The evidence used to decide [this allegation] was Mr. Settle’s behavior, the presence of a previous relationship with Mr. Scheidegg (not the bail), and Dr. Huston’s willingness to rehire Mr. Settle, which the Board finds would be unlikely if Dr. Huston believed Mr. Settle had lied to him and lived at his practice as a fugitive for years.

We will not disturb the board’s credibility determinations on appeal. Weighing testimony and assessing its credibility are solely the province of the board. See Appeal of N.H. Dep’t of Health and Human Servs., 145 N.H. 211, 215 (2000); Appeal of Armaganian, 147 N.H. 158, 163 (2001). We conclude that the evidence supports finding 9O.

The petitioner next contests findings 9A and 9E – that the petitioner kept inadequate medical records for Sergeant Dunn and Oscar Bowen, two of the animals in his care. The petitioner concedes that his records did not "completely" comply with applicable regulations and "the letter of the law," but asserts that they were "adequate" for a solo practitioner. The board’s findings, however, were supported by the records themselves, the petitioner’s testimony, in which he admitted that some of his records were inadequate, and the testimony of Dr. James L. Paine and Dr. Lori E. Gordon.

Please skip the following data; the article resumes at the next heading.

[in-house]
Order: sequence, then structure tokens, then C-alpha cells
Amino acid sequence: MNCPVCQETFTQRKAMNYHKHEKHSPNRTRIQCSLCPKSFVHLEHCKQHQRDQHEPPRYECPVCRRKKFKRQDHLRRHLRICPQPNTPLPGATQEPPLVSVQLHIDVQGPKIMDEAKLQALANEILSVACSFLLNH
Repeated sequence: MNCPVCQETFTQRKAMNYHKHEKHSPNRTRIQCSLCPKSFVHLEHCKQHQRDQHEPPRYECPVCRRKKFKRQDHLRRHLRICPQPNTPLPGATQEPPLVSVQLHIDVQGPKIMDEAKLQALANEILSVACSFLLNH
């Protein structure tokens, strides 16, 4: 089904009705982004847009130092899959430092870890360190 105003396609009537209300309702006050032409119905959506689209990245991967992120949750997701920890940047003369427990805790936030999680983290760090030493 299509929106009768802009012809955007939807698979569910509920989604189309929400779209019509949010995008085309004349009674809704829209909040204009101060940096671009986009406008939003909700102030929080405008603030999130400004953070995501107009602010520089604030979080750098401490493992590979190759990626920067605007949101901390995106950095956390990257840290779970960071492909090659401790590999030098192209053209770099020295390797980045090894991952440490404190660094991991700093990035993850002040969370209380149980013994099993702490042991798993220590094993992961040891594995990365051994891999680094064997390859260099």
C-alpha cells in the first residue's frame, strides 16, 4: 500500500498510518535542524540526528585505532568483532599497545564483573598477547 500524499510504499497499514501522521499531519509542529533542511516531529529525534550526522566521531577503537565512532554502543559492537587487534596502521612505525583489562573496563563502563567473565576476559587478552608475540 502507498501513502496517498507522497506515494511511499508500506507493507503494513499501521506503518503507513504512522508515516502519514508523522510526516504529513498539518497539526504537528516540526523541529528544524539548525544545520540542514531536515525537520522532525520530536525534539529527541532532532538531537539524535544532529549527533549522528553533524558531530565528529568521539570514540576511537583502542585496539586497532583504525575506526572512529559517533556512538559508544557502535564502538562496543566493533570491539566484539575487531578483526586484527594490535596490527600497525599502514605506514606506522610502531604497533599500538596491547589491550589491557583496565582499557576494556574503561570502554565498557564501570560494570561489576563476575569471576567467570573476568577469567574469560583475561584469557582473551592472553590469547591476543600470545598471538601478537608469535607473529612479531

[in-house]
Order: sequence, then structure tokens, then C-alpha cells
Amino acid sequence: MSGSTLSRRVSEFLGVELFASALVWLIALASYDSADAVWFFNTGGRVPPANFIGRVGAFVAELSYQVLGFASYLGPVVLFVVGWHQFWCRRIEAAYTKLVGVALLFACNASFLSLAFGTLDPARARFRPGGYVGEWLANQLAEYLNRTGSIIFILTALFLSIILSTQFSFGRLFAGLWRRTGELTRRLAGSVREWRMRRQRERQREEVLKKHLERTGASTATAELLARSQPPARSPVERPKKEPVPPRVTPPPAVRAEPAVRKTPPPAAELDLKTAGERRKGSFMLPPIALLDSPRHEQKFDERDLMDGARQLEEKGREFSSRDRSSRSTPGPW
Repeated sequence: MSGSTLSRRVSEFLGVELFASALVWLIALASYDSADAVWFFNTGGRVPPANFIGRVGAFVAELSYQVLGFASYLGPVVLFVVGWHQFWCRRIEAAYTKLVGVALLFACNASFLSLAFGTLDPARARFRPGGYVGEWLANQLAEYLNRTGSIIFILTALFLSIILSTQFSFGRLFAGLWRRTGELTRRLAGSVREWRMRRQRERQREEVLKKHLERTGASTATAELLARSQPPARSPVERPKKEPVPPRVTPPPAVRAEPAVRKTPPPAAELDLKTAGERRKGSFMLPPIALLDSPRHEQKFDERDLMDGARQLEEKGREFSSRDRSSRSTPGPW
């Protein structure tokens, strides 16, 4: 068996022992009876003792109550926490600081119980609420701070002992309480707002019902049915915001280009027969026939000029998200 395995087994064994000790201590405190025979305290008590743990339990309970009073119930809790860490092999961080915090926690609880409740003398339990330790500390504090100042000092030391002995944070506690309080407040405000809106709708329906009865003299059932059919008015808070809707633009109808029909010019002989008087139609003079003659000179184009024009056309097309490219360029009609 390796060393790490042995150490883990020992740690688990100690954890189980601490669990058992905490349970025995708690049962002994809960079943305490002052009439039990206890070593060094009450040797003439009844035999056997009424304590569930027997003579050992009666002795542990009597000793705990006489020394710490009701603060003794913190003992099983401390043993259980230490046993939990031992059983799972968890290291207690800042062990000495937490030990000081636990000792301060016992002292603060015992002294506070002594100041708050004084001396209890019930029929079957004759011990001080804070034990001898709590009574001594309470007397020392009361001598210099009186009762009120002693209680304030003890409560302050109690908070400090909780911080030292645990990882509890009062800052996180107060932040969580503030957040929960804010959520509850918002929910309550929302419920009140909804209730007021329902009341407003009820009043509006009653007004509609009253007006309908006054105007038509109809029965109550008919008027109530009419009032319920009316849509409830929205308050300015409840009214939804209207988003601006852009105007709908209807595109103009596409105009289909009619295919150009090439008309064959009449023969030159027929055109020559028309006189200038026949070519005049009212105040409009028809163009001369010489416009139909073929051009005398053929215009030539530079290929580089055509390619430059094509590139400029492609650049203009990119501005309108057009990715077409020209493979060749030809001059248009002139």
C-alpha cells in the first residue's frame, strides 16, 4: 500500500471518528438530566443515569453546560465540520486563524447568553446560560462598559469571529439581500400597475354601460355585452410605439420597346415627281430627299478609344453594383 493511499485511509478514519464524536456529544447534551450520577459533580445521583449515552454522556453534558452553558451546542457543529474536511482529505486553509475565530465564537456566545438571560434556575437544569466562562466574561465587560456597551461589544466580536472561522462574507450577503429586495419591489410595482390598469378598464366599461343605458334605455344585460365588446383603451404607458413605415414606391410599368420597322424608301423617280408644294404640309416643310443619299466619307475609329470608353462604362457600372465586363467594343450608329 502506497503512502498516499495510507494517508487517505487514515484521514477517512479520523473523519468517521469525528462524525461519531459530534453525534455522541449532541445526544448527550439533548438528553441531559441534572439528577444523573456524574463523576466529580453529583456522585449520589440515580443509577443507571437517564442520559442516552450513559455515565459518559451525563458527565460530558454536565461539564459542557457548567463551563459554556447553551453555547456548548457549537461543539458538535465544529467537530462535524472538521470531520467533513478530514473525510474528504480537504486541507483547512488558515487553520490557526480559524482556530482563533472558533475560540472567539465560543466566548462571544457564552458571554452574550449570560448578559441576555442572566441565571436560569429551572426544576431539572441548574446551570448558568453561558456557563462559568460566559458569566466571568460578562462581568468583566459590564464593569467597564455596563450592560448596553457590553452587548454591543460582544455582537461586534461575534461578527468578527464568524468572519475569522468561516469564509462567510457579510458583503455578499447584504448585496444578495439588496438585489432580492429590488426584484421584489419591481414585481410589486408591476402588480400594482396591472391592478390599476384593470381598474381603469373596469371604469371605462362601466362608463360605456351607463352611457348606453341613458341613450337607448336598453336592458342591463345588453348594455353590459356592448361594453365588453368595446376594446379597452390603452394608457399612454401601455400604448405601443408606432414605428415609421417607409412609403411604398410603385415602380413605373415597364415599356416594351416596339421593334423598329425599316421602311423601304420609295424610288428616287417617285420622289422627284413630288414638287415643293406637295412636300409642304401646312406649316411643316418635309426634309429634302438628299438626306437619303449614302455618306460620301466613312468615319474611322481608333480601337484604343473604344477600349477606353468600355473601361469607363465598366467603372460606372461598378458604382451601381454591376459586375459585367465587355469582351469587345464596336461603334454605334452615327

The petitioner next objects to the board’s conclusion that his treatment of Sergeant Dunn was unprofessional and violated the New Hampshire Veterinary Practice Act, applicable regulations, and the AVMA code of ethics (findings 9C and 9D). See RSA 332-B:14, II(c), (p) (Supp. 2002); N.H. Admin. Rules, Vet 501.02. He does not dispute the factual bases for the board’s conclusion. For instance, he does not dispute that he took X rays of the dog after it died or that he gave the dog a rabies vaccine, despite its deteriorating physical condition. He argues instead that his actions were justified. The board was statutorily entitled to use its expertise and specialized knowledge to evaluate whether the petitioner’s conduct was unprofessional. See RSA 541-A:33, VI (1997); see also Petition of Grimm, 138 N.H. 42, 54 (1993).

Finally, the petitioner argues that in finding that he used foul language to refer to his employees, the board "totally disregarded the testimony of Robin Mowry" and that of Dr. Gordon (finding 9H). Faced with conflicting accounts, the board was entitled to credit some witnesses over others. See Appeal of Hooker, 142 N.H. 40, 47 (1997); Barrows v. Boles, 141 N.H. 382, 396-97 (1996). Numerous witnesses testified that the petitioner used salacious, demeaning and otherwise offensive language with his employees. The board’s finding regarding the petitioner’s use of foul language was well-supported by the record.